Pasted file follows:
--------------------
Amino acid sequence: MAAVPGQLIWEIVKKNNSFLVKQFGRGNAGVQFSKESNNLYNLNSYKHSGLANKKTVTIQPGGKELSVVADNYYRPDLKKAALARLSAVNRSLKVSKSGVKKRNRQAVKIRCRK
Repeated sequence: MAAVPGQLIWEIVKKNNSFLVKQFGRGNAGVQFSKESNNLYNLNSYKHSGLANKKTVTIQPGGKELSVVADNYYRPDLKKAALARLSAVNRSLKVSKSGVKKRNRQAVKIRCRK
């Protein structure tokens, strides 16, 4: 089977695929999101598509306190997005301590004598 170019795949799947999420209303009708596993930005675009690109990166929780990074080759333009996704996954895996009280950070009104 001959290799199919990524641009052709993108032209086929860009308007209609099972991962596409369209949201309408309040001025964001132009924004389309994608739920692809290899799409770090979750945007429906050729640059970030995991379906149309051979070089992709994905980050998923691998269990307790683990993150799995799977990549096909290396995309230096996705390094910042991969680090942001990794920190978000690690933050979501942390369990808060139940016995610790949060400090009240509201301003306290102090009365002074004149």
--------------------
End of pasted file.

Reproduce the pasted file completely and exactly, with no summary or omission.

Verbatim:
Amino acid sequence: MAAVPGQLIWEIVKKNNSFLVKQFGRGNAGVQFSKESNNLYNLNSYKHSGLANKKTVTIQPGGKELSVVADNYYRPDLKKAALARLSAVNRSLKVSKSGVKKRNRQAVKIRCRK
Repeated sequence: MAAVPGQLIWEIVKKNNSFLVKQFGRGNAGVQFSKESNNLYNLNSYKHSGLANKKTVTIQPGGKELSVVADNYYRPDLKKAALARLSAVNRSLKVSKSGVKKRNRQAVKIRCRK
């Protein structure tokens, strides 16, 4: 089977695929999101598509306190997005301590004598 170019795949799947999420209303009708596993930005675009690109990166929780990074080759333009996704996954895996009280950070009104 001959290799199919990524641009052709993108032209086929860009308007209609099972991962596409369209949201309408309040001025964001132009924004389309994608739920692809290899799409770090979750945007429906050729640059970030995991379906149309051979070089992709994905980050998923691998269990307790683990993150799995799977990549096909290396995309230096996705390094910042991969680090942001990794920190978000690690933050979501942390369990808060139940016995610790949060400090009240509201301003306290102090009365002074004149």